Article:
This is Syphilis...Syphilis is transmitted by sexual contact. It can also be passed at birth from mother to child as the newborn rubs along the birth canal.
A syphilis infection begins locally and slowly spreads systemically. Over time, untreated syphilis will go through stages that give different signs and symptoms. Initially, a person may come to a doctor with primary syphilis (i.e., a local genital infection) or a few months later with secondary syphilis (i.e., a systemic infection).
The stages of syphilis infection are as follows:
Primary syphilis is a local infection. Its hallmark is the appearance of an ulcer called a chancre. Typically, there is only one chancre, located at the site of infection: the penis, vulva, cervix, perianal region, or oral mucosa. The chancre appears a few weeks after T. pallidum bacteria have invaded the skin. (The incubation period is between 10 and 90 days.) A syphilis chancre has firm, raised edges and a smooth internal base, and it is painless. Local lymph nodes may be enlarged. If untreated, chancres heal spontaneously in 3 to 6 weeks, leaving faint scars.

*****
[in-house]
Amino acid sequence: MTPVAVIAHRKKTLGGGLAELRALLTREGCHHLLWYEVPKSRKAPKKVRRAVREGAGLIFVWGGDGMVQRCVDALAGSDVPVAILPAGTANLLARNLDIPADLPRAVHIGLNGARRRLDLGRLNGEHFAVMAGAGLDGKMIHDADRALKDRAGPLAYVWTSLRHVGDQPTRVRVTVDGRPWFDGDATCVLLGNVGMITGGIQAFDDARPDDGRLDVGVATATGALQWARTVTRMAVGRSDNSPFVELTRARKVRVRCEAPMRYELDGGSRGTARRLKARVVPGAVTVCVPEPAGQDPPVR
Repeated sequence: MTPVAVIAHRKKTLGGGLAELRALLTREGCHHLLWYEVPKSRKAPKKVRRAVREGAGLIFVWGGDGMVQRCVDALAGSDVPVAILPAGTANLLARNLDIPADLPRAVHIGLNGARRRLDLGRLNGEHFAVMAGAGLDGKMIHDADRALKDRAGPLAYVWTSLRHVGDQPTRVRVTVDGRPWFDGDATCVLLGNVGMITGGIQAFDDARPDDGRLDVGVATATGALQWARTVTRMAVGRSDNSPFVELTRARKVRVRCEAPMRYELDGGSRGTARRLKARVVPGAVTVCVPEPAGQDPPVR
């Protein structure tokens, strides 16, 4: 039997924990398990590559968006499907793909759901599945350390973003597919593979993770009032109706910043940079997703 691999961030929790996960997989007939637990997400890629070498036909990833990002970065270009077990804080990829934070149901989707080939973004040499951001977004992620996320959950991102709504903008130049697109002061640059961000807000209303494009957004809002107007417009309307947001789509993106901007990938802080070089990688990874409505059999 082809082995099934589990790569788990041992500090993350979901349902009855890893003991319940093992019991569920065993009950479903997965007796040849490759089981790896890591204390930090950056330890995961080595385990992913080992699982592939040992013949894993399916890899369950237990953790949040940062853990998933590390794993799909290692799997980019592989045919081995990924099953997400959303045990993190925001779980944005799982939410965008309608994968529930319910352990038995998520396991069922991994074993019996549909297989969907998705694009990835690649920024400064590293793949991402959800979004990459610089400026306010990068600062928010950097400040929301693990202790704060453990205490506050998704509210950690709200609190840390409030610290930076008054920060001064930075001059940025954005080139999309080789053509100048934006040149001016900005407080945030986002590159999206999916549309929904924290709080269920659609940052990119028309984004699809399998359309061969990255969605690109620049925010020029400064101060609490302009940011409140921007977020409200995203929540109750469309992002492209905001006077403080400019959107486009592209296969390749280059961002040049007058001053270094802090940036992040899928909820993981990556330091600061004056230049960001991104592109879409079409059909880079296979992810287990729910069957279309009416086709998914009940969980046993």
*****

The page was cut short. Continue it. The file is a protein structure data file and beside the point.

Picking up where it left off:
When primary syphilis is not treated, the chancre disappears for a few weeks. The disease then reappears as secondary syphilis. Secondary syphilis is a systemic infection with flu-like symptoms—a low-grade fever, headache, malaise, generalized lymphadenopathy, and a widespread, symmetrical, non-itchy maculopapular rash, first on the trunk and arms and later on the palms and soles. The genital area may also have wart-like papules. During secondary syphilis, a person can develop syphilitic hepatitis or syphilitic glomerulonephritis.
When secondary syphilis is untreated, the symptoms usually fade and the disease becomes quiescent, sometimes for years. This asymptomatic interim stage is called latent syphilis.
Tertiary syphilis (late-stage syphilis).
In approximately one third of the patients who have latent syphilis, the disease reemerges if not treated and causes symptomatic damage to a variety of organs. This can occur 10 to 20 years after the initial infection. This is the final form of the disease. Tertiary syphilis can take many years, even decades, to become symptomatic. It produces granulomatous or necrotic lesions that can involve the skin, eyes, central nervous system, heart, aorta, or bones. Today, tertiary syphilis is rare except in patients with a concurrent HIV infection.
Pregnant women with syphilis can transmit the disease to their newborn baby at the time of birth. The infant can then develop congenital syphilis, which, when untreated, can delay development, cause seizures, or even be fatal.